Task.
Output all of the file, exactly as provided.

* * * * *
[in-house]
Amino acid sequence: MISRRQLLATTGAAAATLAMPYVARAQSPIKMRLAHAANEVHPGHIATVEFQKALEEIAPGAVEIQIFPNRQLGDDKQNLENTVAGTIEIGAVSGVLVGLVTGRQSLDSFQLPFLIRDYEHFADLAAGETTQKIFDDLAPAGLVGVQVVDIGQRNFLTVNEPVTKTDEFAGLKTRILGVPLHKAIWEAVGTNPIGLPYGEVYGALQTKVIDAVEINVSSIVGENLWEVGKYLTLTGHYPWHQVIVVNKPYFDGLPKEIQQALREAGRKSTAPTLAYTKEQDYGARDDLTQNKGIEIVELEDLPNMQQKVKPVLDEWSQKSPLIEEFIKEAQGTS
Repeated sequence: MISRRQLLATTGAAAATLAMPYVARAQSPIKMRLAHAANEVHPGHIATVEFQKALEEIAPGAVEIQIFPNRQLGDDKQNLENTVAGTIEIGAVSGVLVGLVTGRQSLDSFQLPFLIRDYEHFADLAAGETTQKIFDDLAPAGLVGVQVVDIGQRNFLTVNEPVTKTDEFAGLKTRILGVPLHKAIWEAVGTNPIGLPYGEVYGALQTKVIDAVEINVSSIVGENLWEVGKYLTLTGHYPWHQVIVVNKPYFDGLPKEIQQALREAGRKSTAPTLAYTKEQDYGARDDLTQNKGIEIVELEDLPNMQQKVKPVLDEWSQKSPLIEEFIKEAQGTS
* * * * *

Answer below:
[in-house]
Amino acid sequence: MISRRQLLATTGAAAATLAMPYVARAQSPIKMRLAHAANEVHPGHIATVEFQKALEEIAPGAVEIQIFPNRQLGDDKQNLENTVAGTIEIGAVSGVLVGLVTGRQSLDSFQLPFLIRDYEHFADLAAGETTQKIFDDLAPAGLVGVQVVDIGQRNFLTVNEPVTKTDEFAGLKTRILGVPLHKAIWEAVGTNPIGLPYGEVYGALQTKVIDAVEINVSSIVGENLWEVGKYLTLTGHYPWHQVIVVNKPYFDGLPKEIQQALREAGRKSTAPTLAYTKEQDYGARDDLTQNKGIEIVELEDLPNMQQKVKPVLDEWSQKSPLIEEFIKEAQGTS
Repeated sequence: MISRRQLLATTGAAAATLAMPYVARAQSPIKMRLAHAANEVHPGHIATVEFQKALEEIAPGAVEIQIFPNRQLGDDKQNLENTVAGTIEIGAVSGVLVGLVTGRQSLDSFQLPFLIRDYEHFADLAAGETTQKIFDDLAPAGLVGVQVVDIGQRNFLTVNEPVTKTDEFAGLKTRILGVPLHKAIWEAVGTNPIGLPYGEVYGALQTKVIDAVEINVSSIVGENLWEVGKYLTLTGHYPWHQVIVVNKPYFDGLPKEIQQALREAGRKSTAPTLAYTKEQDYGARDDLTQNKGIEIVELEDLPNMQQKVKPVLDEWSQKSPLIEEFIKEAQGTS